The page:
In-Home Care: Cerebral Palsy

Posted in Articles, In-home Care: Diseases and Conditions on January 31st, 2012 | Comments Off

What is Cerebral Palsy?

Cerebral Palsy is a disorder of the central nervous system. Cerebral Palsy is characterized as a group of disorders affecting one’s ability to coordinate their muscle movements. This chronic condition occurs because of abnormalities in brain development. This condition affects the parts of the brain that control body movement. Cerebral Palsy can develop before birth or during the early stages of a child’s brain development. Typically, a child will be diagnosed with Cerebral Palsy before the age of 3.

Cerebral Palsy is a chronic disorder meaning the patient will most likely suffer from the condition for their entire life. This condition is non-progressive meaning it will not worsen over time. Cerebral Palsy is non-contagious and is not considered a disease.

The four most common types of Cerebral Palsy are Spastic Cerebral Palsy, Athetoid Cerebral Palsy, Ataxic Cerebral Palsy, and Mixed Cerebral Palsy. Spastic Cerebral Palsy is the most common form of Cerebral Palsy and is characterized by tightness and stiffness in the patient’s muscles. Patients with Spastic Cerebral Palsy often have difficulties relaxing their muscles. Athetoid Cerebral Palsy patients do not typically have  learning disabilities. They have a difficult time controlling their muscles and are often unable to balance. Their motions are involuntary and uncoordinated. Ataxic Cerebral Palsy is characterized by unsteady and shaky muscle movements. Patients will often experience muscle tremors and have difficulties performing precise motor tasks, such as holding a pencil or tying their shoes. Mixed Cerebral Palsy is any combination of Spastic Cerebral Palsy, Athetoid Cerebral Palsy, and Ataxic Cerebral Palsy.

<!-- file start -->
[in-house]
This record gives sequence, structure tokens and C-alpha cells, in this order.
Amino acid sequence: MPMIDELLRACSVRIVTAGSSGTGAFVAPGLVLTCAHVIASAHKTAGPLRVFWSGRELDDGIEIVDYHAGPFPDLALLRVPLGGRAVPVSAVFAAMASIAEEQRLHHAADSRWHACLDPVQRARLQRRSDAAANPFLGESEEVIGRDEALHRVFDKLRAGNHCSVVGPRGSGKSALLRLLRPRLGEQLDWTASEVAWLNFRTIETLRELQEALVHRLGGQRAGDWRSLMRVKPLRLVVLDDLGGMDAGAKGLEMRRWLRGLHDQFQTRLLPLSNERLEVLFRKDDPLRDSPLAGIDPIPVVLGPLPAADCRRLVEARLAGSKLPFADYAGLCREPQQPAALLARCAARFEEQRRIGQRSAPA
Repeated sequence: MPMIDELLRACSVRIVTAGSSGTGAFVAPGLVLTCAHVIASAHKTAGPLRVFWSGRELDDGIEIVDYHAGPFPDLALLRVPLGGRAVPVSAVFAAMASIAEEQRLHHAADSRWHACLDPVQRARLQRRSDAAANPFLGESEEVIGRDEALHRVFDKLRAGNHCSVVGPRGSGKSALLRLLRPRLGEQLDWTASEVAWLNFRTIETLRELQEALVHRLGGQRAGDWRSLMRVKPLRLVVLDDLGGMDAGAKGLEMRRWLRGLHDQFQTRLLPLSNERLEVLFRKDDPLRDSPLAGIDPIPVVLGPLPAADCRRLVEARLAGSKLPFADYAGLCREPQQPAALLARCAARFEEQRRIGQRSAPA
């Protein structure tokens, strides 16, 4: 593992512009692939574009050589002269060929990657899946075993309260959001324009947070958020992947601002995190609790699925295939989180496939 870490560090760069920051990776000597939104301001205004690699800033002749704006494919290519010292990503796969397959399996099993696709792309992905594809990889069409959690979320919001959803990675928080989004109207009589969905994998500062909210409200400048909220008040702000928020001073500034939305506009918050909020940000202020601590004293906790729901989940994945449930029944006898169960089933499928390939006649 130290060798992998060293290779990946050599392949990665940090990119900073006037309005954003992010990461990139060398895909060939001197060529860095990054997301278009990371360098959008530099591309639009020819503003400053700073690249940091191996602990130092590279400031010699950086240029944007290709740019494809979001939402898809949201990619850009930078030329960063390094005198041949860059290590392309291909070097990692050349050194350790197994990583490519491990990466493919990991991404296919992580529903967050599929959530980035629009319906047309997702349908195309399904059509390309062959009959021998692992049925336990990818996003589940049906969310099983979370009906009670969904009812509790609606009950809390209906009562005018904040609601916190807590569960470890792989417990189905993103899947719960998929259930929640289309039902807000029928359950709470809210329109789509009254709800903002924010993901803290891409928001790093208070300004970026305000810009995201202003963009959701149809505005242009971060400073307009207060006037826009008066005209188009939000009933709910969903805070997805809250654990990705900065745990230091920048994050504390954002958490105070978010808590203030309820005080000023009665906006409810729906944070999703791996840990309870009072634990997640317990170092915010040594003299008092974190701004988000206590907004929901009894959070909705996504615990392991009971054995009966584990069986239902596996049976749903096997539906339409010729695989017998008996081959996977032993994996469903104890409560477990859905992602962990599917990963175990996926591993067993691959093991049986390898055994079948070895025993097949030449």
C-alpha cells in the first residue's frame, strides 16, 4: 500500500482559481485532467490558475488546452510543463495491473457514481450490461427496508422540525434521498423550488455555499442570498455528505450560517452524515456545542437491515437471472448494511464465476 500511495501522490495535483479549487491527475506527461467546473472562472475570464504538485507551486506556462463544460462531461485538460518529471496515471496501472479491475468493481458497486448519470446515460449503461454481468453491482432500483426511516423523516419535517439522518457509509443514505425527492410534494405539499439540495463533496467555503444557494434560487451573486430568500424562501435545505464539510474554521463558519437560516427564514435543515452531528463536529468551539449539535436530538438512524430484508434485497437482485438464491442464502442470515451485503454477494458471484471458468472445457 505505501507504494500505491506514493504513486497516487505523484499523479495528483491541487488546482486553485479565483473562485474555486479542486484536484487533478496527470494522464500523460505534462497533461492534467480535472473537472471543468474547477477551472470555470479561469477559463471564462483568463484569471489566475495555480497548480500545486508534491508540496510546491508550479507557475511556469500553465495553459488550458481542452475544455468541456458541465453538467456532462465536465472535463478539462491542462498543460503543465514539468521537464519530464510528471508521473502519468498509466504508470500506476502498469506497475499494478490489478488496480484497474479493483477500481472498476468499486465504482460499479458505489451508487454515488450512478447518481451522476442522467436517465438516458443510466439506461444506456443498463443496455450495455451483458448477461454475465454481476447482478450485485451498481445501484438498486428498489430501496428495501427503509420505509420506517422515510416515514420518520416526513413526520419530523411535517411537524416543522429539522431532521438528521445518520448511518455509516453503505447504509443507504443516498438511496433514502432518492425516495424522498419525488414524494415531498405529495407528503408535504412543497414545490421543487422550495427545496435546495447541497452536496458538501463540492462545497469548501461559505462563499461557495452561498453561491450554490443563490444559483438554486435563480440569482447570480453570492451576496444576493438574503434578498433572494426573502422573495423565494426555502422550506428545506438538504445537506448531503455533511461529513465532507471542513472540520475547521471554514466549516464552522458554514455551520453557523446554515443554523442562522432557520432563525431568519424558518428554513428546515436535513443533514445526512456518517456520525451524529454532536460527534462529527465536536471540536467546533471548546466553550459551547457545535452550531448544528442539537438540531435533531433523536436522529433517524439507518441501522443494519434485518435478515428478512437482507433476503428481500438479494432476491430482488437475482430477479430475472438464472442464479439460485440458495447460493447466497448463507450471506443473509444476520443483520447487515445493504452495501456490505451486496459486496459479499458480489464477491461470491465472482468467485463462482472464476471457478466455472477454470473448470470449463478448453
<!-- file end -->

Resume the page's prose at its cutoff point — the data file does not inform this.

At this moment, a cure for Cerebral Palsy does not exist. There are medications that will provide relief from certain symptoms, but the medications will not eliminate the condition altogether. Although there is no cure for Cerebral Palsy, there are various treatment options that will help a patient maintain their independence and live a productive and enjoyable life.

What are the symptoms of Cerebral Palsy?

  • Hearing, vision, and speech problems
  • Seizures
  • Problems swallowing, eating, digesting, and breathing
  • Dental problems
  • Incontinence, vomiting, and constipation
  • Spasticity: muscle stiffness and abnormal reflexes
  • Irregular muscle tone
  • Tremors
  • Difficulties with body movement and precise motor tasks
  • Difficulties with walking, balancing, and muscle coordination
  • Learning disabilities/ mental retardation
  • Pain

What type of care does a Cerebral Palsy patient need?

Symptoms vary from patient to patient. If the symptoms are mild, a Cerebral Palsy patient may only require help from family members and friends. When the symptoms are more severe, a live-in caregiver will become necessary. Some patients may experience all of the symptoms at once, while others may suffer from a select few. A caregiver’s duties will vary depending on the situation and the patient’s symptoms. Parkinson’s patients may require part-time care, full-time care, or round-the-clock care.

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